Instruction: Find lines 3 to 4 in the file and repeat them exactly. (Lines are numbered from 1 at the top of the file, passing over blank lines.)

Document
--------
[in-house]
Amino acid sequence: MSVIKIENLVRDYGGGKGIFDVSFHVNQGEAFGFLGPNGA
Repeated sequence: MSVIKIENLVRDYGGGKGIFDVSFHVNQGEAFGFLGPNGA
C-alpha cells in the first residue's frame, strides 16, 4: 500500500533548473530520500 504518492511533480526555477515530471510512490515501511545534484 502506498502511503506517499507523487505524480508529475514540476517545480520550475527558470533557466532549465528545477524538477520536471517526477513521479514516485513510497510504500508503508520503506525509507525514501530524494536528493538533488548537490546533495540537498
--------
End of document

Repeated sequence: MSVIKIENLVRDYGGGKGIFDVSFHVNQGEAFGFLGPNGA
C-alpha cells in the first residue's frame, strides 16, 4: 500500500533548473530520500 504518492511533480526555477515530471510512490515501511545534484 502506498502511503506517499507523487505524480508529475514540476517545480520550475527558470533557466532549465528545477524538477520536471517526477513521479514516485513510497510504500508503508520503506525509507525514501530524494536528493538533488548537490546533495540537498